This is a high quality antique Victorian Coromandel and porcelain adjustable book slide, by Betjemann’s, 19th Century and circa 1870 in date.
It is made of stunnning coromandel and features a pair of oval gilt brass mounts enclosing Sevres hand painted porcelain panels depicting figures in garden settings, and it is wonderfully decorated with stupendous gilt brass filigree mounts.
It was made by the renowned maker of patented mechanisms, Betjemann’s of Pentonville Road, London, and bears their engraved plaque name and patent number 11405.
SELF CLOSING BOOK SLIDE/ 17849/ BETJEMANN’S PATENT
It is a delightful object which will display your favourite books beautifully.
In excellent condition with only minor signs of wear commensurate with age and use, having been beautifully cleaned, polished and waxed in our workshops,, please see photos for confirmation.
Dimensions in cm:
Height 17 x Width 52 x Depth 15 – Open
Height 17 x Width 34 x Depth 15 – Closed
Dimensions in inches:
Height 7 inches x Width 1 foot, 8 inches x Depth 6 inches – Open
Height 7 inches x Width 1 foot, 1 inch x Depth 6 inches – Closed
Betjemann & Sons
From 1859, based at 36-40 Pentonville Road, London, George Betjemann amd his two sons took the art of cabinet, box and book slide making to new heights. They specialised in designs for operating the way that different compartments in vanity boxes opened and also the sprung system for book slides.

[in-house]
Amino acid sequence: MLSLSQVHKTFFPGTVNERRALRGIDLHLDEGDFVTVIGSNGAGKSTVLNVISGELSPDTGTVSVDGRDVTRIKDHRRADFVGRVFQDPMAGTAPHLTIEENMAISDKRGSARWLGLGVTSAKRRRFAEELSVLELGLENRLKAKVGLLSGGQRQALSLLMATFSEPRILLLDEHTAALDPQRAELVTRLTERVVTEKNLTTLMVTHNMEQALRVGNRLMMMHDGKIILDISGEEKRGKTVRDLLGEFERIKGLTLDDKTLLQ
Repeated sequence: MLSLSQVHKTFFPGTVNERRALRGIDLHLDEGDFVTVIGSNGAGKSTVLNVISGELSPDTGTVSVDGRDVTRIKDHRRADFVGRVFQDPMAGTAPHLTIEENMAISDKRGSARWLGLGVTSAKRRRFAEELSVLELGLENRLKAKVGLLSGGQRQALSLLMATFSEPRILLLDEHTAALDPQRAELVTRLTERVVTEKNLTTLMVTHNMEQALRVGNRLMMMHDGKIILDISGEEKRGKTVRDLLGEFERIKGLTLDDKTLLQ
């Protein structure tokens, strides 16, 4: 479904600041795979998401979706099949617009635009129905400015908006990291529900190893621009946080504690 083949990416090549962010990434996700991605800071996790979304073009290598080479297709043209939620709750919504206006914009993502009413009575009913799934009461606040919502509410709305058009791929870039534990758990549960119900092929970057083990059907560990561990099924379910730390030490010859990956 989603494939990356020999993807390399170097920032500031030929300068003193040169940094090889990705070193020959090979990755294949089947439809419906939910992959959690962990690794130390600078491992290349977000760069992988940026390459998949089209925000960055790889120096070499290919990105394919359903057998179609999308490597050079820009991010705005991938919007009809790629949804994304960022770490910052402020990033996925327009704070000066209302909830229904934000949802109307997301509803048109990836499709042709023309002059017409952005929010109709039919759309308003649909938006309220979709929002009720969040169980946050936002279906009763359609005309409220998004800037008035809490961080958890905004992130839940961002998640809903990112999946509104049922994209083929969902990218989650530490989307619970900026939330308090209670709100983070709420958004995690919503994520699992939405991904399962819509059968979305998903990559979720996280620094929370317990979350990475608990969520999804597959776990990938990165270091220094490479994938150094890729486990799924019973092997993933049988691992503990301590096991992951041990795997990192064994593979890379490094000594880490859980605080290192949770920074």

Coromandel wood or Calamander wood
is a valuable wood from India, Sri Lanka and South East Asia. It is of a hazel-brown color, with black stripes (or the other way about), very heavy and hard. It is also known as Macassar Ebony or variegated ebony and is closely related to genuine ebony, but is obtained from different species in the same genus; one of these is Diospyros quaesita Thwaites, from Sri Lanka. The name Calamander comes from the local sinhalese name, ‘kalu-medhiriya’, which means dark chamber; referring to the characteristic ebony black wood.
Coromandel wood has been logged to extinction over the last 2 to 3 hundred years and is no longer available for new work in any quantity. Furniture in coromandel is so expensive and so well looked after that even recycling it is an unlikely source. A substitute, Macassar Ebony, has similar characteristics and to the untrained eye is nearly the same but it lacks the depth of colour seen in genuine Coromandel.
Our reference: A2241